The Top 5 Signs You Might Be a Parent with “Unfinished Business” from Your Sports Career
We all know that parent, the one who many years later still can’t stop talking about their own youth sport playing days. Often these parents fell short of their own personal sport goals, leaving them with “unfinished business” that can sometimes play out in vicariously living their previous dreams through their child. Pushing kids through sports simply to fulfill your own sport dreams isn’t a great way to parent your kids, so it begs the question: Are you one of these kinds of sport parents?
While it’s very normal and healthy to support your kids through sports, it’s not recommended to steer your kids through sports simply to reach your own unmet goals. Examine the following questions and see how you stack up when it comes to vicariously living through your child:
- You often talk about your previous playing days. The topic of your previous sport accomplishments is a regular subject of discussion, often conjuring up thoughts and feelings of goals that were unmet and/or “unfinished business” still left to be completed.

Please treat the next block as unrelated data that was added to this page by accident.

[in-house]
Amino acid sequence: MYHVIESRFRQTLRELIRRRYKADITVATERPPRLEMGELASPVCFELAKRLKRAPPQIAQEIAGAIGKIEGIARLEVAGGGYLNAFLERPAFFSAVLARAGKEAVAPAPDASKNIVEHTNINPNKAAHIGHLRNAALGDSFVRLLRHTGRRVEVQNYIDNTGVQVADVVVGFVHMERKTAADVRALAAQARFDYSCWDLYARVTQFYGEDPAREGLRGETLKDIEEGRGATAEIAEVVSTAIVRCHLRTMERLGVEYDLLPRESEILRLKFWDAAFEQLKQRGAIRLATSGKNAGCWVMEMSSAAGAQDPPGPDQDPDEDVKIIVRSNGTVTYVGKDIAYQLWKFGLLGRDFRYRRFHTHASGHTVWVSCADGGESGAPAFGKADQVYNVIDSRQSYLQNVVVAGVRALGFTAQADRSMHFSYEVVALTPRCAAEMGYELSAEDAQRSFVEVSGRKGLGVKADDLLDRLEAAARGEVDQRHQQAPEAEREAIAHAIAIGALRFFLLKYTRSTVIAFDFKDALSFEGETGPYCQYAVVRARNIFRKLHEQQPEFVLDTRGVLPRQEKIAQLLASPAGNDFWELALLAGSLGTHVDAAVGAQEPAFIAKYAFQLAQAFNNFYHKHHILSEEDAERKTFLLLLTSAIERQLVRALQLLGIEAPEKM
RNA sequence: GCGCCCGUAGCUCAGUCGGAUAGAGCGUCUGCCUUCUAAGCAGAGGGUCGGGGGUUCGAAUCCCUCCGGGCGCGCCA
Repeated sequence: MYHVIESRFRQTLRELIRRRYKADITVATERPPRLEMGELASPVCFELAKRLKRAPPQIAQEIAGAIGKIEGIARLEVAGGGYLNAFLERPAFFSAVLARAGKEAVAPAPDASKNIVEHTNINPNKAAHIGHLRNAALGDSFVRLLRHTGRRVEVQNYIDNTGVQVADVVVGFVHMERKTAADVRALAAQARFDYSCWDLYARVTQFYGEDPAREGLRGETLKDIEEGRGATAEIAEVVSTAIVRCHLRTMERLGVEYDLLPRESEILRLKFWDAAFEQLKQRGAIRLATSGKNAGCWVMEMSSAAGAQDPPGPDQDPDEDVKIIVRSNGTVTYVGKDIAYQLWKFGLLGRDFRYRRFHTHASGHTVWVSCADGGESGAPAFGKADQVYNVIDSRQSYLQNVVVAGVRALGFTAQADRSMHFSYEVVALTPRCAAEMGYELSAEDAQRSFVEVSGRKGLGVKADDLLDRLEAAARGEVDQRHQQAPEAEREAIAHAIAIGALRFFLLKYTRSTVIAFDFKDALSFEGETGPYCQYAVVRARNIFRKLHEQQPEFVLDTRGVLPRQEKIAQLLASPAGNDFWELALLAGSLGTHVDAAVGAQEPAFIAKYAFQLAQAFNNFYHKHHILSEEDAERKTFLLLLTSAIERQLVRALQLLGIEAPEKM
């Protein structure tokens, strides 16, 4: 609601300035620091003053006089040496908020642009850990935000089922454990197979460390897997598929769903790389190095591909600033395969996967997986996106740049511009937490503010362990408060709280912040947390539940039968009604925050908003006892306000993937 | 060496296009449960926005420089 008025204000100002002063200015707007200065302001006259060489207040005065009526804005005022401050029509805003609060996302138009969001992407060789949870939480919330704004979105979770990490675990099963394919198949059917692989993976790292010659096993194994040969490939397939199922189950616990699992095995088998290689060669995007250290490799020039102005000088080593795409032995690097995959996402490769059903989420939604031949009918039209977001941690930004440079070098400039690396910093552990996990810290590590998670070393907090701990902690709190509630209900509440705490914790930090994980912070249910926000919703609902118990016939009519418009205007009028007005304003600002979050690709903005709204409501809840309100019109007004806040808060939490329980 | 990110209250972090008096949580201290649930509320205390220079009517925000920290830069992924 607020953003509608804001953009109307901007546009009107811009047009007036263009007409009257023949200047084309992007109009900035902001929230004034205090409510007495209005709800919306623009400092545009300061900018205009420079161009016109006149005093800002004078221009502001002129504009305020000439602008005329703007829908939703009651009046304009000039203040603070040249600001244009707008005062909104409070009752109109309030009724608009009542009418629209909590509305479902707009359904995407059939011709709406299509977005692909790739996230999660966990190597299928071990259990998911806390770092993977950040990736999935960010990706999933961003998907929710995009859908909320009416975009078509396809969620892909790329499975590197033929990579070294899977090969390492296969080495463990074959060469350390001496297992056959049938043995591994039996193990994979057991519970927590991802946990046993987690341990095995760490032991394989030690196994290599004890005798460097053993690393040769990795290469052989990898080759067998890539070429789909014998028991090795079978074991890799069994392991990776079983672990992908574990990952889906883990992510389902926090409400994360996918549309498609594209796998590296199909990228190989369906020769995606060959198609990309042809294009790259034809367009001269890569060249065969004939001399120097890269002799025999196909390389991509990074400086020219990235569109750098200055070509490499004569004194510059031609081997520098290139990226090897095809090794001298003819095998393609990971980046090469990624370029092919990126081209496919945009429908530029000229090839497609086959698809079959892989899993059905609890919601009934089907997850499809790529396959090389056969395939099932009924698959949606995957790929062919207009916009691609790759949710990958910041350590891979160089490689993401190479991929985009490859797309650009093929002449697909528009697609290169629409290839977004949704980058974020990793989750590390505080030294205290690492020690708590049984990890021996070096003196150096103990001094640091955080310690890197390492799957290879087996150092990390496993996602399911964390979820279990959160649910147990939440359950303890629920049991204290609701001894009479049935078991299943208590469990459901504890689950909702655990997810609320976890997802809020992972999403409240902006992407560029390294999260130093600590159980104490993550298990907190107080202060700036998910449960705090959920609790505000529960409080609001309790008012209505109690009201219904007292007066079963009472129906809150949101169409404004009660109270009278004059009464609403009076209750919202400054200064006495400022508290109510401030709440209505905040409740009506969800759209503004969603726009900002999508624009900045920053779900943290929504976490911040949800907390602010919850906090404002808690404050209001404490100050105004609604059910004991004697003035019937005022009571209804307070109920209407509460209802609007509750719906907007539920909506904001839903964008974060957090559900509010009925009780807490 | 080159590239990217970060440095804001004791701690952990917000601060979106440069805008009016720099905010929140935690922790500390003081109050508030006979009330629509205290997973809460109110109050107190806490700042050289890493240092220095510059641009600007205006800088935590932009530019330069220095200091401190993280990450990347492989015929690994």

- You sign your kids up for sports without talking to them first. Rather than working to understand what life activities interest your kids, you instead regularly sign them up for sports leagues — whether they want to or not.
- You regularly compare your kids efforts and results to yours. Instead of helping your child reach his or her own personal goals, you tend to rank your kids against your previous records and accomplishments.
- You ask (expect?) more effort from them than you gave to your sport. You demand that your kid work the hardest on the team and go beyond team expectations, yet you yourself did not regularly display these same qualities.
- You find yourself still having trouble letting go of the role of “athlete” many years after retiring from sports. Rather than fully investing in other, more age-appropriate life endeavors (i.e. family, career), you instead still catch yourself holding onto your previous life as an athlete.
Parents with unfinished sport business can be a huge burden and stressor to their kids, sometimes to the point where it leads to premature quitting. While it may be unfortunate that you didn’t meet all of your personal sport goals, it doesn’t justify hoisting those goals (and even loftier ones) upon your kids. Sadly, parents who don’t move on from being an athlete often deal with depression, anxiety, substance abuse, and poor relationship with their spouse and kids. Rather than placing extreme expectations on your kids, see them instead as unique human beings with their own individual interests and goals. Additionally, if you think you match the criteria listed here it might be worth considering mental health counseling options in your community.